Author(s): Siri Hustvedt
Internationally acclaimed as a novelist, Siri Hustvedt is also highly regarded as a writer of non-fiction whose insights are drawn from her broad knowledge in the arts, humanities, and sciences.
In this trilogy of works collected in a single volume, Hustvedt brings a feminist, interdisciplinary perspective to a range of subjects. Louise Bourgeois, Pablo Picasso, Susan Sontag and Knut Ove Knausgaard are among those who come under her scrutiny. In the book's central essay, she explores the intractable mind-body problem and in the third section, reflects on the mysteries of hysteria, synesthesia, memory, perception, and the philosophy of S�ren Kierkegaard. With clarity, wit, and passion, she exposes gender bias, upends received ideas, and challenges her reader to think again.
A writer with an unusual blend of incisive intelligence, humour and imagination. There is a moving essay on the blurring of gender in Louise Bourgeois and a brilliantly comic analysis of Karl Ove Knausgaard ... She is able to combine [a] personal perspective with erudite analysis and, as the personal perspective is at the forefront, she is always open to uncertainty, which she sees, rightly, as itself a political stance ... as the complicated warnings of experts are decried and swaggering lies broadcast on the news, this kind of uncertainty matters more than ever ... We are fortunate to have Hustvedt voicing doubt so intelligently. -- Lara Feigel Financial Times It is obvious that hers is a great mind that is constantly exploring, searching, "becoming" ... An impressive collection by a novelist who clearly loves the humanities, the sciences and the ancient art of storytelling. But Hustvedt is not only a writer. She is also a passionate reader and therein lies the secret of this book ... Here is a great book that invites reading ... not only to 'look at a woman writer looking at men looking at women', but also to look within, deep inside the recesses of our minds, so as to recognise the fascinating complexity but also the heartbreaking fragility of human existence. -- Elif Shafak Observer [The Delusions of Certainty] reads like the work of a talented teacher who has the drive and the ability to organise and present - in an exceptionally clear, clean, even limpid voice - a monumental amount of abstract information. It's hard to overstate the pleasure and the comfort that such demystification provides the scientifically uninitiated; it does indeed make the world feel larger, more expansive, more alive to the touch New York Times Book Review Few writers eviscerate bias and flawed logic as elegantly and ruthlessly as Hustvedt ... she expertly flays assertions about biological and psychological sex differences ... Hustvedt does not resolve her many questions, but her exhilarating conclusion testifies to the virtues of doubt ... Her work is cerebral but also warm, deeply felt. Washington Post [Hustvedt] impresses as a writer of blazing intelligence and curiosity ... This is fertile and fascinating territory for scientists and humanists alike. Prospect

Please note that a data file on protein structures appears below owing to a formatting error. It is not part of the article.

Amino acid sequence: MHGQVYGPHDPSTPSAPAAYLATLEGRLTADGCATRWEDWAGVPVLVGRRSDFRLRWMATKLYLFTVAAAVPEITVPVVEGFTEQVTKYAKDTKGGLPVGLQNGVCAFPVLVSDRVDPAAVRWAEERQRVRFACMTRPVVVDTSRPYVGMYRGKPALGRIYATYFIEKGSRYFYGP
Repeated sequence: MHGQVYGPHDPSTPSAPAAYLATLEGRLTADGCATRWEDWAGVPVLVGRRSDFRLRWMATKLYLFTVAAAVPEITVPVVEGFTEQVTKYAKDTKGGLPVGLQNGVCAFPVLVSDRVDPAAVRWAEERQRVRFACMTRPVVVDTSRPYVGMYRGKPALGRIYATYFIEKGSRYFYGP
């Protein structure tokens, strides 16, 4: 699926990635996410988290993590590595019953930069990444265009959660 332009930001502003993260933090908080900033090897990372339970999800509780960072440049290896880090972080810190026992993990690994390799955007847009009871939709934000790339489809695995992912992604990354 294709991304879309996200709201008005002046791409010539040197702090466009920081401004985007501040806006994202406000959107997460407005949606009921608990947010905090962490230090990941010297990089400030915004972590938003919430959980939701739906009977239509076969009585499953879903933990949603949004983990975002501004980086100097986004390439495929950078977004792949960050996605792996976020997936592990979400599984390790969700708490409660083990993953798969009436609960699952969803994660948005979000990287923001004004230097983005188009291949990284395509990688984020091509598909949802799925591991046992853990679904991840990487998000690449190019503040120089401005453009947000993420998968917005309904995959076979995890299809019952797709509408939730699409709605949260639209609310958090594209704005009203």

Siri Hustvedt's first novel, The Blindfold, was published by Sceptre in 1993. Since then she has published The Enchantment of Lily Dahl, What I Loved, The Sorrows of an American, The Summer Without Men and The Blazing World, which was longlisted for the Man Booker Prize in 2014 and won the Los Angeles Times Book Prize for Fiction. She is also the author of the poetry collection Reading To You, The Shaking Woman: A History of My Nerves, and four collections of essays - Yonder, Mysteries of the Rectangle: Essays on Painting, A Plea for Eros and Living, Thinking, Looking. Born in Minnesota, Siri Hustvedt now lives in Brooklyn, New York. She has a PhD in English from Columbia University and in 2012 was awarded the International Gabarron Prize for Thought and Humanities. She delivered the Schelling Lecture in Aesthetics in Munich in 2010, the Freud Lecture in Vienna in 2011 and the opening keynote at the conference to mark Kierkegaard's 200th anniversary in Copenhagen in 2013, while her latest honorary doctorate is from the University of Gutenburg in Germany. She is also Lecturer in Psychiatry at Weill Cornell Medical School and has written on art for the New York Times, the Daily Telegraph and several exhibition catalogues.